Comic book adaptations are notoriously difficult to achieve with exceptional results. The two outstanding contributions to the cinematic world of superhero films are Sam Raimi’s Spiderman series and Guillermo Del Toro’s Hellboy. Chris Nolan’s Batman Begins is serviceable (granted, to many it is an exceptional film), and Bryan Singer’s X-Men flicks work on at least a mechanical level. What is noteworthy, however, is that the artistic success of these films is directly related to the inherent artistry of its director, in general. Iron Man director Jon Favreau, is not, by any stretch of the imagination, a cinema artist, and the picture suffers because of this.
Raimi and Del Toro are known as cinema stylists for their work in such films as Darkman and The Devil’s Backbone, respectively. Nolan, thanks to Memento and Insomnia, is known for his commitment to character development, as well as plot contrivance. And Singer (X-Men 1 & 2, and Superman Returns) is increasingly becoming a reliable studio hired hand. What these guys all have in common, however, is that they are directors, first and foremost. They are directors with preoccupations, themes they hope to research and investigate and delve into, aesthetic ideas they explore over and over again in their movies.
Favreau, on the other hand, is just a guy, an actor, who sometimes directs a picture here and there, because he likes to. And he does it well. Made is an interesting little picture, and Elf works (in large part because of the cast). How Favreau landed the helming role on such a tent pole picture as Iron Man though, I have no idea. But I guess the proof is in the pudding. The box office is boffo, and as far as I can tell, audiences are loving it. Which is too bad, because it is an utterly forgettable motion picture. I would go so far as to call it boring, bland, and unimaginative. The most impressive thing in Iron Man is Tony Stark’s suit. And you can see that for free in the Arclight lobby.
Iron Man is boring because it plays it safe every step of the way. In terms of production, cinematography, performance and narrative construction, the film delivers nothing that anyone would describe as exciting or thrilling or wild or crazy or super or fun or amazing or heart breaking or tragic. Iron Man’s greatest offense is that it is not offensive at all. It is wholly lacking in provocation. It is the very definition of fast food cinema.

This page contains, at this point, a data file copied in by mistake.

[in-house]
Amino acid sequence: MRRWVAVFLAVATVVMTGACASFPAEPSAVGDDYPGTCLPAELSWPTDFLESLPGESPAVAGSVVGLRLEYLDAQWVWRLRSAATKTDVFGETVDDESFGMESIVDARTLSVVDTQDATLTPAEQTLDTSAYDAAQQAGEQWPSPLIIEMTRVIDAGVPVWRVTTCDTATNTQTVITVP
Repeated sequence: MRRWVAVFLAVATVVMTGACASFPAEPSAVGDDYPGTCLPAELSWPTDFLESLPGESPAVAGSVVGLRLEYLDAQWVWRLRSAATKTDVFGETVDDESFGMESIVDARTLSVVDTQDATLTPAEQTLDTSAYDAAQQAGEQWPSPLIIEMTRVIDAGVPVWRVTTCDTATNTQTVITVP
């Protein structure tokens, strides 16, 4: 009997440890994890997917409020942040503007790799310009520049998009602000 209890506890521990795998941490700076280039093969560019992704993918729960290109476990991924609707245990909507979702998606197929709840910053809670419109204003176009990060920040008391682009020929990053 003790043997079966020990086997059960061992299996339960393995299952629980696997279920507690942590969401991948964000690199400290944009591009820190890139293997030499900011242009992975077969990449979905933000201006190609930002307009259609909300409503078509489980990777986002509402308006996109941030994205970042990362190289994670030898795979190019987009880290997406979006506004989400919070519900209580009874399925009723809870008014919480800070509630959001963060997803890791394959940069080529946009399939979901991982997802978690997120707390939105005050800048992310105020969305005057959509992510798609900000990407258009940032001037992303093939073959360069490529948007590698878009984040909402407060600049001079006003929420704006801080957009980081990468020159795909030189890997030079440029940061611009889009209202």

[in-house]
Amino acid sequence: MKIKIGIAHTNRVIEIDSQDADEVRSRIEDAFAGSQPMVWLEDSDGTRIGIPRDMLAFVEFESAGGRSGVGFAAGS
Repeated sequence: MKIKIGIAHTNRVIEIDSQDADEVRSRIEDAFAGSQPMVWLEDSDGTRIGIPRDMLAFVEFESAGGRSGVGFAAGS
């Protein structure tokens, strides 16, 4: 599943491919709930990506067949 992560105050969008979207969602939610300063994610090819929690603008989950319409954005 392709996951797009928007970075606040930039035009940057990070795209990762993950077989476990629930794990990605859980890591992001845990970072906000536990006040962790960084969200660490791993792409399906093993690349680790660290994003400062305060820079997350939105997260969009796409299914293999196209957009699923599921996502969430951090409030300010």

The film’s uniform blandness is the reason they open the film with an action sequence – because there is no other, formal, reason to start with “a bang”, so to speak. If the filmmakers had set that opening action scene in the movie where it belongs in the narrative, then people would have been walking out in droves, because nothing, absolutely nothing interesting happens for the first fifteen minutes. The audience would have realized they were trapped in a yak fest disguised as a superhero film, and they would have bailed. With Iron Man, the audience is repeatedly tricked and seduced into thinking that just around the corner the shit you’ve all been waiting for is about to happen, but it never does.
In David Mamet’s Redbelt, however, the shit the audience is waiting for starts happening right from the jump. Those things that are missing most from Iron Man – narrative tension, character depth, formal unity, and uniqueness of vision – define every frame of Mamet’s picture about a mixed martial arts instructor whose personal code and life philosophy nearly destroys his life, as it does many of those around him.
The always-brilliant Chiwetel Ejiofor plays Mike Terry, the mixed martial arts instructor who inspires his students with his discipline, and frustrates his family for the same resolve that makes him such an admirable figure in the ring and on the mat. His small dojo is in financial straits, and when too much Good starts coming his way, it isn’t too long before the Bad starts coming to keep the universe in balance.
Mamet is a purveyor of Man. His preferred subject matter is Man, and he works almost exclusively in Men’s milieus: the military (Spartan), high-end crime (Spanish Prisoner, Heist), film production (State And Maine). And like his subject matter, Mamet’s directing style is tough. His camera work is no-nonsense, muscular, direct and to the point, but decidedly stylish. He is not lazy with the camera in the way some writers allow themselves to be. Rather, he very forcefully uses the camera in ways that recall directors of the classic studio era: Howard Hawks, John Ford, Hitchcock.
Like those directors and their films, Mamet’s approach to storytelling is nuanced but not opaque, swift but not rushed, and powerful but not overbearing. This method of his is precisely why Redbelt succeeds so thoroughly. It is that rare film where the form and the content are united, where both the story and the way in which it is told hold equal value. While the studios are letting guys like Favreau direct Iron Man, they ought to be chasing down men like Mamet to direct these comic book adaptations.
If they really wanted to tell the story of Tony Stark, an alcoholic, womanizing, jet-setting arms dealer who uses an iron suit as a means of liberating his tortured soul, then they could have found few better qualified for the gig than David Mamet.